Changing diet kills cancer cells, overcomes drug resistance

Changing diet kills cancer cells, overcomes drug resistance

Green staining shows that mTORC1 is significantly increased by disruption in GATOR1 in a mouse model of colon cancer. Photo: Sumeet Solanki

A change in diet could be the key to boosting colon cancer treatment, a new study from the University of Michigan’s Rogel Cancer Center suggests.

Evil cell need nutrients to survive and thrive. One of the most important nutrient-sensing molecules in cells is called mTORC1. Often referred to as the master regulator of cell growth, it allows cells to sense different nutrients and thus grow and proliferate. When nutrients are restricted, cells dial up the nutrient sensor cascade and turn off mTORC1.

While mTORC1 is known to be hyperactive in colon cancerThe key question is whether colon tumors hijack nutrient-sensing pathways to activate the master regulator.

“In the colon cancer, when you reduce the nutrients available in the tumor, the cells won’t know what to do. Without nutrients to grow, they go through a kind of crisis, resulting in dead cells“, said senior author Yatrik M. Shah, Ph.D., Horace W. Davenport Collegiate Professor of Physiology at Michigan Medicine.

The researchers found in cells and in mice that a low-protein diet blocked the nutrient signaling pathway that activates a key regulatory mechanism of cancer growth. The results are published in Gastroenterology.

The regulator, mTORC1, controls how cells use nutritional signals to grow and multiply. It is highly active in cancers with certain mutations and is known to cause cancers to become resistant to standard treatments. A diet low in protein, and specifically reducing two major factors Amino Acidsaltered nutritional signals through a complex called GATOR.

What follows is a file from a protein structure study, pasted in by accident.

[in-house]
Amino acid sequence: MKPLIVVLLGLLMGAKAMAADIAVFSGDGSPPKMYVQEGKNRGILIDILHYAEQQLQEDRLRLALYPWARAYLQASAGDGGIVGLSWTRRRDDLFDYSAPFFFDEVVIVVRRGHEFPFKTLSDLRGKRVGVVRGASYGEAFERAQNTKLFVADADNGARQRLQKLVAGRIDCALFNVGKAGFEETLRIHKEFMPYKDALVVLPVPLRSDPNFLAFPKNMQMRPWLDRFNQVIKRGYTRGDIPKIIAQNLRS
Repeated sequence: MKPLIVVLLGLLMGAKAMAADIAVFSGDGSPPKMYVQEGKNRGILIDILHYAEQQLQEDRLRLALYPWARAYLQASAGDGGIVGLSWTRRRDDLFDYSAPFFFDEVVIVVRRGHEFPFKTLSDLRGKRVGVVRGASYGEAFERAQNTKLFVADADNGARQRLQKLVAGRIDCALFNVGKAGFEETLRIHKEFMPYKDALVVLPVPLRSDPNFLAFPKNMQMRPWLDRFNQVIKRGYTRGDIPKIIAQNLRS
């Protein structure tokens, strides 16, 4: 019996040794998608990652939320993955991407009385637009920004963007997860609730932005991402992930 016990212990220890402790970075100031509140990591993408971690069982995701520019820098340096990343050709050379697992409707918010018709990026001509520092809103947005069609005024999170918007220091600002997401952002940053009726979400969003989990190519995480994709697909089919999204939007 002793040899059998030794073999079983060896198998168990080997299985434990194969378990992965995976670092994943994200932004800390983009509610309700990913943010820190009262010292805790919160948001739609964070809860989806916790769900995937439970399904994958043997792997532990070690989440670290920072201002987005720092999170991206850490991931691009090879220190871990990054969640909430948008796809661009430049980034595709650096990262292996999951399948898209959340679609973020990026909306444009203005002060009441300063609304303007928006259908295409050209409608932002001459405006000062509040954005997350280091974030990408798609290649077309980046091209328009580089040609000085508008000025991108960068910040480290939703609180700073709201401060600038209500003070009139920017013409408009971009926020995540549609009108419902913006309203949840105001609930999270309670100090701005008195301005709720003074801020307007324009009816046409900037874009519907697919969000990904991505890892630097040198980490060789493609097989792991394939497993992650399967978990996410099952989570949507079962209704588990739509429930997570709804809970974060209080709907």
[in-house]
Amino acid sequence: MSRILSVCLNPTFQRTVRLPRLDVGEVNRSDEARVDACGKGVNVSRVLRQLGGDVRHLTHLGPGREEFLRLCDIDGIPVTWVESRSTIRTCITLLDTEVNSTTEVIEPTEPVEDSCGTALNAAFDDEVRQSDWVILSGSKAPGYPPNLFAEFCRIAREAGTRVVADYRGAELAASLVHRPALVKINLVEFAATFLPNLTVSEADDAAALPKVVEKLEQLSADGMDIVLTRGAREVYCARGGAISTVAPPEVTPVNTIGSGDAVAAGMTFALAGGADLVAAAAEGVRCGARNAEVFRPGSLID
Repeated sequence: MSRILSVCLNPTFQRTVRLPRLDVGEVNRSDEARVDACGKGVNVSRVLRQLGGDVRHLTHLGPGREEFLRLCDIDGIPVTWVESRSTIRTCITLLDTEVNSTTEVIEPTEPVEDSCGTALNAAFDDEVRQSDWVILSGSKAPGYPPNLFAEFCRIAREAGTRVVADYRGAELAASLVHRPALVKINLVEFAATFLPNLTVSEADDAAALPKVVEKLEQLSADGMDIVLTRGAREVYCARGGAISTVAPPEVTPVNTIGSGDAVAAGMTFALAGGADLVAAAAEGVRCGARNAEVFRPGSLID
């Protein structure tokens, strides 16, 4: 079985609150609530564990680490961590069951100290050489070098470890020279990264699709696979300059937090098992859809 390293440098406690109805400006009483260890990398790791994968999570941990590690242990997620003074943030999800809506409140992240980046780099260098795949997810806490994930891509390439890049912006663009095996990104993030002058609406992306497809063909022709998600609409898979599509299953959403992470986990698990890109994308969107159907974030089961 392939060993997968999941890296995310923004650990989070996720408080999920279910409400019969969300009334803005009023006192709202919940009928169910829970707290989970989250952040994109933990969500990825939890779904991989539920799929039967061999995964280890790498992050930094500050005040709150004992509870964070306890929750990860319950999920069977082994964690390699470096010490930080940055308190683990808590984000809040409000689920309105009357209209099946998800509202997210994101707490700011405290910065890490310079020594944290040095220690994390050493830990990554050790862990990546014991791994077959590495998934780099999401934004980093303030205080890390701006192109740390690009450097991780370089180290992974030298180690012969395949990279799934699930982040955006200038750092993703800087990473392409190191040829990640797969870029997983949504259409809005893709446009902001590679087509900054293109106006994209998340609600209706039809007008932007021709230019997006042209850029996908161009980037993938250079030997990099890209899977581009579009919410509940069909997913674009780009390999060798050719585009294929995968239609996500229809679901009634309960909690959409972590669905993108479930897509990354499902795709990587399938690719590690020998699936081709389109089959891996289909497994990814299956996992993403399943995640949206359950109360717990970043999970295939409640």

GATOR1 and GATOR2 work together to keep mTORC1’s business going. When a cell has plenty of nutrients, GATOR2 activates mTORC1. When nutrients are low, GATOR1 turns off mTORC1. Restricting certain amino acids will block this nutritional signal.

Changing diet kills cancer cells, overcomes drug resistance

Abstract graphic. Credit: Gastroenterology (2022). DOI: 10.1053/j.gastro.2022.11.014

Previous efforts to block mTORC have focused on inhibiting its oncogenic signals. But these inhibitors cause significant side effects—and when patients stop taking them, the cancer comes back. Research shows that blocking the nutritional pathway by restricting amino acids through a low-protein diet provides another way to turn off mTORC.

“We know that nutrients play an important role in regulating mTORC, but we don’t know how they signal directly to mTORC,” said first author Sumeet Solanki. found that the nutrient signaling pathway is just as important for regulating mTORC as the oncogenic signaling pathway.” Ph.D., a research investigator at the Rogel Cancer Center.

The researchers confirmed their findings in cells and mice, where they found that restricting amino acids stopped cancer from growing and led to increased cell death. They also looked at tissue biopsies from colon cancer patients, confirming that elevated markers of mTORC correlated with greater resistance to chemotherapy and worse outcomes. This could offer direct treatment opportunities for patients with these signs, says Solanki.

“The low-protein diet will not be a stand-alone treatment,” says Solanki. “It has to be combined with something else, such as chemotherapy.”

The risk with low-protein diets is that people with cancer often have muscle weakness and weight lossthat protein restriction can be frustrating.

“Put cancer patient on a long-term protein-deficient diet is not ideal. But if you can find key times – such as at the start of chemotherapy or radiation – when a patient can go on a low-protein diet for a week or two, then we have the potential to increase effectiveness of those treatments,” Shah said.

Further research will refine this concept of therapeutic windows for amino acid restriction. The researchers will also seek to understand how these pathways confer resistance and whether an inhibitor can block GATOR complexes.

More information:
Sumeet Solanki et al., Amino acid sensing disorders promote colorectal cancer growth and metabolic reprogramming leading to chemoresistance., Gastroenterology (2022). DOI: 10.1053/j.gastro.2022.11.014

quote: Changing diet causes cancer cell death, overcoming drug resistance (2022, Nov 18) accessed Nov 20, 2022 from -dietary-starves-Cancer-cells- Treatment.html

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